ESO, a data and software company serving emergency medical services (EMS), fire departments and hospitals, has announced the findings of its 2020 ESO EMS Index: COVID-19 Special Edition. The Index is based on data from more than 2,000 EMS agencies nationwide that are part of the ESO Data Collaborative. The report looks at a number of measures, including 9-1-1 call volume; personal protective equipment (PPE) use and reuse; vital sign documentation, including temperature and pulse oximetry; and hospital diagnoses. Data used for the Index are from 4.1 million 9-1-1 calls from January 1, 2020 to July 31, 2020.
“COVID-19 continues to affect our nation and has a significant impact on our healthcare system and people,” said Dr. Brent Myers, Chief Medical Officer for ESO. “With the information from the ESO Data Collaborative, we are able to identify specific COVID-19 trends affecting frontline health and public safety responders and providers—especially around 9-1-1 calls and whether patients are refusing transport, how and when providers are using PPE, if we are closing the data loop with hospitals, and how we are documenting vital information.”
Key Findings Include:
Total 911 Calls Dropped…for a Bit: Overall, we noticed a decrease in total 9-1-1 call volume since early January 2020 by as much as 18 percent through the end of April. Motor Vehicle Crash calls, in particular, experienced a significant drop, down by 40 percent. However, this trend began reversing in May and we continue to see an upward trajectory.
Cardiac Arrest Spikes: Substantial increases in the number of out-of-hospital cardiac arrests have been observed, particularly in regions with increased COVID-19 cases. In April 2020, EMS responses for cardiac arrests spiked by 36 percent compared to the prior year.
Penetrating Injuries are Up: While warmer months are often associated with a rise in penetrating trauma (such as stabbings and gunshot wounds), the rate of increase appears higher in 2020 compared to the previous year.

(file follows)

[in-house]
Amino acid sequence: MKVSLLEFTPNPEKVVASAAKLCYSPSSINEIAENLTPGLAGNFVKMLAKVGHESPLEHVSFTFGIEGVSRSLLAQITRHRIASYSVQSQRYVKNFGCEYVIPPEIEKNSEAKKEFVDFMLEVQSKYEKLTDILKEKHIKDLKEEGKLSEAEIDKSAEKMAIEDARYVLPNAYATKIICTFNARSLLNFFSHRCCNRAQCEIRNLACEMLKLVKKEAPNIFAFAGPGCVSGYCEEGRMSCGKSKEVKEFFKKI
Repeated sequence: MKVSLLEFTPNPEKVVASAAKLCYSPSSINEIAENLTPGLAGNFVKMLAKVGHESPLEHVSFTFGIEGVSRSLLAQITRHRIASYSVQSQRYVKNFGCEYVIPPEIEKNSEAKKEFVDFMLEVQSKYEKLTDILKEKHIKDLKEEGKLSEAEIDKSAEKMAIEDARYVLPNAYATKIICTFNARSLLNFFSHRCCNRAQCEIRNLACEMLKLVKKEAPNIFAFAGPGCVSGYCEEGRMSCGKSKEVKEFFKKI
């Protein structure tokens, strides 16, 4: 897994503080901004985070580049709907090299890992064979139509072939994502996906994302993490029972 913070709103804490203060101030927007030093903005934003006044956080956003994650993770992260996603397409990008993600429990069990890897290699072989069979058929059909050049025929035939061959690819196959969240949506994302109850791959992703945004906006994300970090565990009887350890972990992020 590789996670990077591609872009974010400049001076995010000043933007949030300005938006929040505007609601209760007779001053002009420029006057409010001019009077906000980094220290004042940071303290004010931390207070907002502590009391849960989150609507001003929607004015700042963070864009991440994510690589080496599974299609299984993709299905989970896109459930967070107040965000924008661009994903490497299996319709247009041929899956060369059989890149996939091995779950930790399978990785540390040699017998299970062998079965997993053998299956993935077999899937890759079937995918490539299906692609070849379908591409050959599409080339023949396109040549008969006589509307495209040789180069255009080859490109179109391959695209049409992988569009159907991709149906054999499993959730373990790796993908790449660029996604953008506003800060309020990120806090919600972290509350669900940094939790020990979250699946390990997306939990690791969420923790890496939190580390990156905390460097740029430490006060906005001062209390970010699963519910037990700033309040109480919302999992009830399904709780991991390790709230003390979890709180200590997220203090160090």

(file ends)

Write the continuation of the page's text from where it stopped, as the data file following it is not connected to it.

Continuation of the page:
Questions remain about PPE usage: In up to 20 percent of patients with documented COVID-19 disease at the receiving hospital, there is no documentation of appropriate PPE usage in the EMS patient care record.
Opioid Overdose Calls are Up: Between January 1, 2020 and July 31, 2020, opioid overdose responses jumped 30 percent. The numbers increased particularly in May and June by approximately 41 percent and 53 percent respectively.
Linked Hospital Outcomes Provide Valuable Information: The COVID-19 Specific Diagnosis Code was officially implemented April 1 and provides a HIPAA-compliant, automated mechanism for EMS providers to determine which of their patients have a confirmed diagnosis. This also allows population-level monitoring of trends and helps communities plan for next steps.
“We are not through the pandemic as of yet, and timely analysis of data will be critical in the months to come,” added Myers. “We will continue monitoring the COVID-19 situation, helping to translate data into actionable information. Improved documentation of PPE usage, pulse oximetry, and patient temperatures are simple steps to better inform us all. Additionally, continued community education regarding the safety of medical evaluation for time-critical conditions is necessary.”
The 2020 ESO EMS Index: COVID-19 Special Edition can be downloaded here.
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